At the start of the 2018 Atlantic Hurricane Season, we provided an overview of Puerto Rico’s codified prohibition against alternative dispute resolutions, such as arbitration and appraisal, in connection with insurance matters. (See When It Comes to Insurance Disputes: No ADR in PR!). Subsequently on June 12, 2018, the Office of Commissioner of Insurance (OCI) for the Government of Puerto Rico issued Ruling Letter No. CN-2018-241-D, exercising its vested authority under 26 L.P.R.A. § 235(16), to formally establish the standards and procedures for the appraisal process as an alternative conflict resolution method in the insurance industry.
Thursday, August 23, 2018
Wednesday, May 30, 2018
Friday, June 1, marks the official commencement of the 2018 Atlantic Hurricane Season. This year, the season begins with concerns about what is yet to come – particularly in light of the passing of Subtropical Storm Alberto through the Gulf of Mexico – and the lingering impact of the last hurricane season. This is particularly true in Puerto Rico. The 2017 Atlantic Hurricane Season was unkind to “La Isla del Encanto.”
Wednesday, May 2, 2018
In the last week, there have been several news stories about the recent island-wide power outage in Puerto Rico, the tenuous condition of Puerto Rico’s power grid, and the fact that hurricane season is right around the corner. Last Wednesday, a construction vehicle removing a fallen electrical tower got too close to an energized line and caused an electrical ground fault that led to an island-wide blackout. Luckily, power was not out across the island for long, but the outage once again drew attention to Puerto Rico’s efforts to rebuild following Hurricane Maria. Puerto Rico faced difficulties with its power grid even before Hurricane Maria made landfall, but Maria’s high winds and flooding damaged 75 percent of the island’s distribution lines. Despite the progress that has been made since Maria struck, it is clear that Puerto Rico has not fully recovered from Maria’s devastation.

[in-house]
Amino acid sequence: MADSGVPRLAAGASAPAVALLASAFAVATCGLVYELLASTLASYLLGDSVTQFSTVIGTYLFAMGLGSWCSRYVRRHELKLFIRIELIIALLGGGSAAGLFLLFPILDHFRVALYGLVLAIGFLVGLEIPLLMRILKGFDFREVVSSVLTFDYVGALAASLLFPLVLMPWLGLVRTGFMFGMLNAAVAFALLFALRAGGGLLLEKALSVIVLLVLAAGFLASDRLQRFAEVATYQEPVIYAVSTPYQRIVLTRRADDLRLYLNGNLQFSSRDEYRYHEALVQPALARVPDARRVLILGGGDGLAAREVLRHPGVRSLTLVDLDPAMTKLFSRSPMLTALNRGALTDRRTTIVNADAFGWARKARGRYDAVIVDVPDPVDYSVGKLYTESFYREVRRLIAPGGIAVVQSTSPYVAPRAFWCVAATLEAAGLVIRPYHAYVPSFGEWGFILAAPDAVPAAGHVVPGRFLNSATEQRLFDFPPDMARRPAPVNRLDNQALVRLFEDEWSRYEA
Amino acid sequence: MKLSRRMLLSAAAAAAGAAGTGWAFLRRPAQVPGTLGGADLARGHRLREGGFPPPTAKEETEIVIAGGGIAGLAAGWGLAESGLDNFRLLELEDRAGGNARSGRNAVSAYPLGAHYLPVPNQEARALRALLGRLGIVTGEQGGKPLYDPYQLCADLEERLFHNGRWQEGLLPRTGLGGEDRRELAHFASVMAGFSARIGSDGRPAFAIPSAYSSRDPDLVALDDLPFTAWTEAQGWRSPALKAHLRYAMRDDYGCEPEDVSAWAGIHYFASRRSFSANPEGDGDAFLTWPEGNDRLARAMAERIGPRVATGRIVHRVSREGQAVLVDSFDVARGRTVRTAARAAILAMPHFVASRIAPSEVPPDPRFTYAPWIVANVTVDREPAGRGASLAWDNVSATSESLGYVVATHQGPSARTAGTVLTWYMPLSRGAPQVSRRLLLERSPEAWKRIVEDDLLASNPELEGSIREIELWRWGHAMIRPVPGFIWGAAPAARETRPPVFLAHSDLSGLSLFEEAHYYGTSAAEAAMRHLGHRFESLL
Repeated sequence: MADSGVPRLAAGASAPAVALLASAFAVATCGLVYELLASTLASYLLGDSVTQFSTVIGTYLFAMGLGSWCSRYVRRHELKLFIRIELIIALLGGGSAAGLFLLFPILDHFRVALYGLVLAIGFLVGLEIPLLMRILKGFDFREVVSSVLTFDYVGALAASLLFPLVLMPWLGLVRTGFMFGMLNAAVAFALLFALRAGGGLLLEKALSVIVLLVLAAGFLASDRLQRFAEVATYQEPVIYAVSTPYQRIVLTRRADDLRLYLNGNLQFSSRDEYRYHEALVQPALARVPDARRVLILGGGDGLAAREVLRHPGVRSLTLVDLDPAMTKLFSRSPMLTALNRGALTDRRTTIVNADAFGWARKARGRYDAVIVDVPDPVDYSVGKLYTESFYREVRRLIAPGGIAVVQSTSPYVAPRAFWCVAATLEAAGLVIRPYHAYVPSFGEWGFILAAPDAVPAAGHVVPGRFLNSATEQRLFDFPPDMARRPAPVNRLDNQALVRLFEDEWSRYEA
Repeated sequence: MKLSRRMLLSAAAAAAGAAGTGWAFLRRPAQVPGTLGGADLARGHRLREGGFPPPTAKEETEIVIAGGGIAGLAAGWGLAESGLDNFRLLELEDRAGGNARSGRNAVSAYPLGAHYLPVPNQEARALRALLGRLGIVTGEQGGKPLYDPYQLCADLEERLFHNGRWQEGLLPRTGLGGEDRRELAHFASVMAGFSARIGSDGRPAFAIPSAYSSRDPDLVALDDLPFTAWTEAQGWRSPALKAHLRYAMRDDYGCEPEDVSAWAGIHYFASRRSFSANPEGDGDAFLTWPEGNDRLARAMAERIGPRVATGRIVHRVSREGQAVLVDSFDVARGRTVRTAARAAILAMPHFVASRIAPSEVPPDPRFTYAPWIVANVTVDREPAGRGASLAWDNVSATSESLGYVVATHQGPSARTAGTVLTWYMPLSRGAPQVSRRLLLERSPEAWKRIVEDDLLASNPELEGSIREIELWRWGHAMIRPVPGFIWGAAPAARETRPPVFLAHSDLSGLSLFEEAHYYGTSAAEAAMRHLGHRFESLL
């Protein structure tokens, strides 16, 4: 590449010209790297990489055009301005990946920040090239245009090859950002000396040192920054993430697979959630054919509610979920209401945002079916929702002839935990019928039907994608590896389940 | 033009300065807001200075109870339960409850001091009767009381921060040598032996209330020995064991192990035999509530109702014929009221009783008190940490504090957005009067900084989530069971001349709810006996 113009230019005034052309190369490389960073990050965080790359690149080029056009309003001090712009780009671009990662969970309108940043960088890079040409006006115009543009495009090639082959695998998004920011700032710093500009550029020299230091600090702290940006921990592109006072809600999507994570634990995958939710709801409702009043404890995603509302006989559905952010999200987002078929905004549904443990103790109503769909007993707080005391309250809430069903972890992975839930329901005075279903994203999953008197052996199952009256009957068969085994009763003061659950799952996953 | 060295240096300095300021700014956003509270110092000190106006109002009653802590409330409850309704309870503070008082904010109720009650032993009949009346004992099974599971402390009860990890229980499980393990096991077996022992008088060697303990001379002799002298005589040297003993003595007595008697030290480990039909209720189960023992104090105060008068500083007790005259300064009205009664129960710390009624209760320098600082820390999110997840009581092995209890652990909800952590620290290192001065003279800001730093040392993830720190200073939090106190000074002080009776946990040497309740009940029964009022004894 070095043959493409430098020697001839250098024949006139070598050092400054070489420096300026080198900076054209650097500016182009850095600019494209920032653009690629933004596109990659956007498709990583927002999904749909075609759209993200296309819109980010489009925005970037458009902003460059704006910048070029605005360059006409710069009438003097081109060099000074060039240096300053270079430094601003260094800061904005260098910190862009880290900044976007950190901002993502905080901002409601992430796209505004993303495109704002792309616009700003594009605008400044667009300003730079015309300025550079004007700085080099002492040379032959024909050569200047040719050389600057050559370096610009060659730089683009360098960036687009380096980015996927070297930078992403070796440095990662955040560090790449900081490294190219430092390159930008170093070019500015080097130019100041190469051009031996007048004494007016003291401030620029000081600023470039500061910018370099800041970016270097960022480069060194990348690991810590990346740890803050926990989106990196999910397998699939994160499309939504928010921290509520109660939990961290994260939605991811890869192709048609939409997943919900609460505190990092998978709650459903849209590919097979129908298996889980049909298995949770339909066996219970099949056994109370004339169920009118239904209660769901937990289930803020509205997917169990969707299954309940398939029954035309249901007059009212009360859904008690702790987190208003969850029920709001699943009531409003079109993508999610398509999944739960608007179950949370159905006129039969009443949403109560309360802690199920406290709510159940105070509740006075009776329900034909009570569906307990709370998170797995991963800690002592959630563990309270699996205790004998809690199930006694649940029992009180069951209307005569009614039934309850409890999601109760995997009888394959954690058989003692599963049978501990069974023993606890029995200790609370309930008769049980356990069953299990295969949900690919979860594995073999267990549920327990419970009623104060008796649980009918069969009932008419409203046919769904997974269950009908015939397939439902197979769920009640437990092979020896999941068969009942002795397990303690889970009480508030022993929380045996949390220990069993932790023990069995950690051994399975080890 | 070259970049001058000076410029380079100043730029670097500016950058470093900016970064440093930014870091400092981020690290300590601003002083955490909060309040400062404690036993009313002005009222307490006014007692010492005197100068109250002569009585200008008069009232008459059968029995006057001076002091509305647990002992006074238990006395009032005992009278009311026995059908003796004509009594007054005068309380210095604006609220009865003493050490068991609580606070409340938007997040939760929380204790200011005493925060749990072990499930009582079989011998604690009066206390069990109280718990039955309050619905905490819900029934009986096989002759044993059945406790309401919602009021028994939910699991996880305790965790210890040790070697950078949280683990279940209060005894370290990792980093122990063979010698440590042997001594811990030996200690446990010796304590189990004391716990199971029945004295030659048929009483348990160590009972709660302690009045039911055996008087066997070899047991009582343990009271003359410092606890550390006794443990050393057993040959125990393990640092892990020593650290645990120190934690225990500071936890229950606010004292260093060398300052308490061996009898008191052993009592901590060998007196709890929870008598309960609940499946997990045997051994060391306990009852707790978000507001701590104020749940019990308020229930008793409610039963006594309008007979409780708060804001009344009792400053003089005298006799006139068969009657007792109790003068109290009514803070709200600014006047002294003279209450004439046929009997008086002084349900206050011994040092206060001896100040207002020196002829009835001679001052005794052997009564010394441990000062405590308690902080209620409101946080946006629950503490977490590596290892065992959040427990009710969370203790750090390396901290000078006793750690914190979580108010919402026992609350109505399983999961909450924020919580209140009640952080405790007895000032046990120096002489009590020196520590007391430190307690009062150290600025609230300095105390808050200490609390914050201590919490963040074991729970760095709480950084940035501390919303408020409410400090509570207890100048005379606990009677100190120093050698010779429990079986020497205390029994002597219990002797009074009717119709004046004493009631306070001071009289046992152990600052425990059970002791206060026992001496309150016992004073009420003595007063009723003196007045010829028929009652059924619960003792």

Wednesday, April 25, 2018
More (Chinese) Money, More Problems: Will Increased Chinese Investment In Latin America Have Unintended Consequences?
Data from the Economic Commission for Latin America and the Caribbean reveals that Chinese foreign direct investment to the region increased from a total of $5 billion during the timeframe from 1990-2009 to an average of $10 billion per year between 2010 and 2012. In 2016, China became the second largest investor in Latin America after the U.S., and in 2017, China represented around 15% of the total foreign direct investment in the region. New Chinese acquisition appears to focus on a few sectors, such as energy and mining. Argentina, Brazil and Peru are the biggest beneficiaries, having received more than 80% of overall Chinese investment since 2005. Brazil alone has received approximately 55% of Chinese investment in Latin America during this timeframe according to data from the World Economic Forum on Latin America. It is anticipated that China’s penetration into the Brazilian economy and the economies of other countries in the region will continue, which begs the question: what other consequences will this rapid grown acceleration have for the region? It seems likely that the ripples will be felt in the insurance industry. With the increase in industry and market expansion, an increase in the demand for energy coverage in these markets, and a larger number of claims, would also be expected.
Friday, March 30, 2018
In the six months since Hurricane Maria devastated Puerto Rico, much progress has been made. Water service has been restored to 99% of the island and electricity to 93%. Of the total losses in the Caribbean from Maria, about 85% are in Puerto Rico, which the local government estimates at $100 billion. Insured losses are estimated between $40 and $85 billion.
Wednesday, January 24, 2018
2017 saw approximately USD 330 billion in losses from natural disasters worldwide, of which around USD 135 billion were insured, according to a Munich Re report. It was the second costliest year on record, only surpassed by 2011. Latin America was no exception to the trend, as a number of natural catastrophes hit the region last year.